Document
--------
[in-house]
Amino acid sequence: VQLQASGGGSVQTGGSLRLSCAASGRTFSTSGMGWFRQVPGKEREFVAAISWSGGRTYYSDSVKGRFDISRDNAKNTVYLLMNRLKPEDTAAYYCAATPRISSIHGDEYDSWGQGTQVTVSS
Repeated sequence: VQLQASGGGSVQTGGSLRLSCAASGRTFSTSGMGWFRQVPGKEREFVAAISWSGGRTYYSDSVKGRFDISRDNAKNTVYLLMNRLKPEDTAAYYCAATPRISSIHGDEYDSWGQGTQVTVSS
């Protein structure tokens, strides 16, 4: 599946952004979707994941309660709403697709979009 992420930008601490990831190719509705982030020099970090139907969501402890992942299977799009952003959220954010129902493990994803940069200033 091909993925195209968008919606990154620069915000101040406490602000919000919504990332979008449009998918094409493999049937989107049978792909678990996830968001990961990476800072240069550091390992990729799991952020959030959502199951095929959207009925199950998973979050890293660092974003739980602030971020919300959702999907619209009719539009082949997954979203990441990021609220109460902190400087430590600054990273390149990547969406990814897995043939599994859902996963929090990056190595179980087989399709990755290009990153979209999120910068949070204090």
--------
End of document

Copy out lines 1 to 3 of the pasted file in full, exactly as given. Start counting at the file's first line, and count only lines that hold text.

[in-house]
Amino acid sequence: VQLQASGGGSVQTGGSLRLSCAASGRTFSTSGMGWFRQVPGKEREFVAAISWSGGRTYYSDSVKGRFDISRDNAKNTVYLLMNRLKPEDTAAYYCAATPRISSIHGDEYDSWGQGTQVTVSS
Repeated sequence: VQLQASGGGSVQTGGSLRLSCAASGRTFSTSGMGWFRQVPGKEREFVAAISWSGGRTYYSDSVKGRFDISRDNAKNTVYLLMNRLKPEDTAAYYCAATPRISSIHGDEYDSWGQGTQVTVSS